I have been training for a half marathon. I feel great, but have developed a pain in my right heel.
Heel pain is usually a result of plantar fasciitis, a condition that develops when the connective tissue that runs along the bottom of your foot acquires small tears and becomes irritated.
Make an appointment with a massage therapist, ART practitioner or physiotherapist to get manual therapy on your foot, as well as a concrete diagnosis. You don't want to treat yourself for plantar fasciitis only to discover in three months that something else was causing your pain.
The most common causes of plantar fasciitis is overuse, and faulty movement patterns.
The first step in the healing process is to stop the activity that is causing the irritation. In your case, I suggest a hiatus from running.
The second step is to address the acute symptoms, i.e., relieve the pain. Ice and massage your foot and stretch out your calves. Try rolling the bottom of your foot with a massage ball.
The third step is to figure out what caused the problem in the first place, so the problem does not resurface once you start running again.
For example, foot pronation during running causes the ankle to fall inwards and the toes to turn out slightly. This pulls on, and stresses, the plantar fascia, causing irritation and eventually, plantar fasciitis. If your feet pronate, you will need to strengthen your glutes and work on fixing your running gait.
Another possible cause is overuse – for instance, if you increased your mileage too quickly while training for the half marathon, or did not give yourself enough rest.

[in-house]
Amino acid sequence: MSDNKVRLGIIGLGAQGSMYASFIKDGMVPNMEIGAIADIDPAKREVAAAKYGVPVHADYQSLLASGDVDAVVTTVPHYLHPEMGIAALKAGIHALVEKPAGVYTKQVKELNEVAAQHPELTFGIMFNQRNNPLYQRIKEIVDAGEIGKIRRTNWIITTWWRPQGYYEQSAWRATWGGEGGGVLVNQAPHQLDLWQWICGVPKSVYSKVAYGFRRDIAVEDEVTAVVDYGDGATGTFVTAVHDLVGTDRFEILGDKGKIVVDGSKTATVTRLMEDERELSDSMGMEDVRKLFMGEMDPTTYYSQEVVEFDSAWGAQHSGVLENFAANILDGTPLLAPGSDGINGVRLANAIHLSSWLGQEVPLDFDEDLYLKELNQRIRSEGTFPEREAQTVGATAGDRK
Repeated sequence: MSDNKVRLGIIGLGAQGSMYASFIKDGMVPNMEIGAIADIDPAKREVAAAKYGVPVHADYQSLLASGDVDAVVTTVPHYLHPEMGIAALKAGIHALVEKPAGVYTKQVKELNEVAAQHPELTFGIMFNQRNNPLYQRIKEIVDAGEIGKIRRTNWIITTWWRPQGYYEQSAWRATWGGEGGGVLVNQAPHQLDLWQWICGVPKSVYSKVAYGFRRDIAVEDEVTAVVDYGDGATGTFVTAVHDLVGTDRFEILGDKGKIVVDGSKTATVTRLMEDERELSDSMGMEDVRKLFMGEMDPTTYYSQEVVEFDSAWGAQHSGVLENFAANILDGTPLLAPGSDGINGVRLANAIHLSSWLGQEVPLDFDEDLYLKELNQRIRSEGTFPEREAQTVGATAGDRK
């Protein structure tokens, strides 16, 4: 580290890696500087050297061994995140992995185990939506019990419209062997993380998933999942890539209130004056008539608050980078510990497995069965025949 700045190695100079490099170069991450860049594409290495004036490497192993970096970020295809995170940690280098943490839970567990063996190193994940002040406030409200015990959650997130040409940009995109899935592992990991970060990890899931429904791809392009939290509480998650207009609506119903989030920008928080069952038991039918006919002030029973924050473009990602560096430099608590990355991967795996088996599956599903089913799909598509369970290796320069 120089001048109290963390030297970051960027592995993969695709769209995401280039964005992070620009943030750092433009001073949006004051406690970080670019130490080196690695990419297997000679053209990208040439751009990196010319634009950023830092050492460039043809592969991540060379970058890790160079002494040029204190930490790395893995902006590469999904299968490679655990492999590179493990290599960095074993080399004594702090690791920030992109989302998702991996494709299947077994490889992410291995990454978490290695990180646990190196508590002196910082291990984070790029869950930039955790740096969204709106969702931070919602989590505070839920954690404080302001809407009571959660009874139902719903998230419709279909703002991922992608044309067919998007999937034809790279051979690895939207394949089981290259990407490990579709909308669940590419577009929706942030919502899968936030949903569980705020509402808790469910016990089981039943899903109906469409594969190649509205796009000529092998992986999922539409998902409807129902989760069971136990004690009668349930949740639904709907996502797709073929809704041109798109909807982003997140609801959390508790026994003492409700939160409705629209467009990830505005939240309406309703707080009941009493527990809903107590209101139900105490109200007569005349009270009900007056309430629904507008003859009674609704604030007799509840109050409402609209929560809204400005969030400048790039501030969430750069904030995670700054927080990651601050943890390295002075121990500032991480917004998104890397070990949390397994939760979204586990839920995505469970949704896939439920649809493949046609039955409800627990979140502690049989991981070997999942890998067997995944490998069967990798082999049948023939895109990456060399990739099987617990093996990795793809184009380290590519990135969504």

Try to use this injury as a learning opportunity so that when you return to training you are a smarter and stronger runner.
During your hiatus, try non-impact activities like rowing, pool running, swimming lengths and strength training to maintain your fitness. Just stay away from strength moves that involve balance, especially single-leg balance exercises. They could irritate your injury.
Send certified personal trainer Kathleen Trotter your questions at email@example.com. She will answer select questions, which could appear in the Globe and Mail and/or on The Globe and Mail website. Your name will not be published if your question is chosen.
The content provided in The Globe and Mail's Ask a Health Expert centre is for information purposes only and is neither intended to be relied upon nor to be a substitute for professional medical advice, diagnosis or treatment.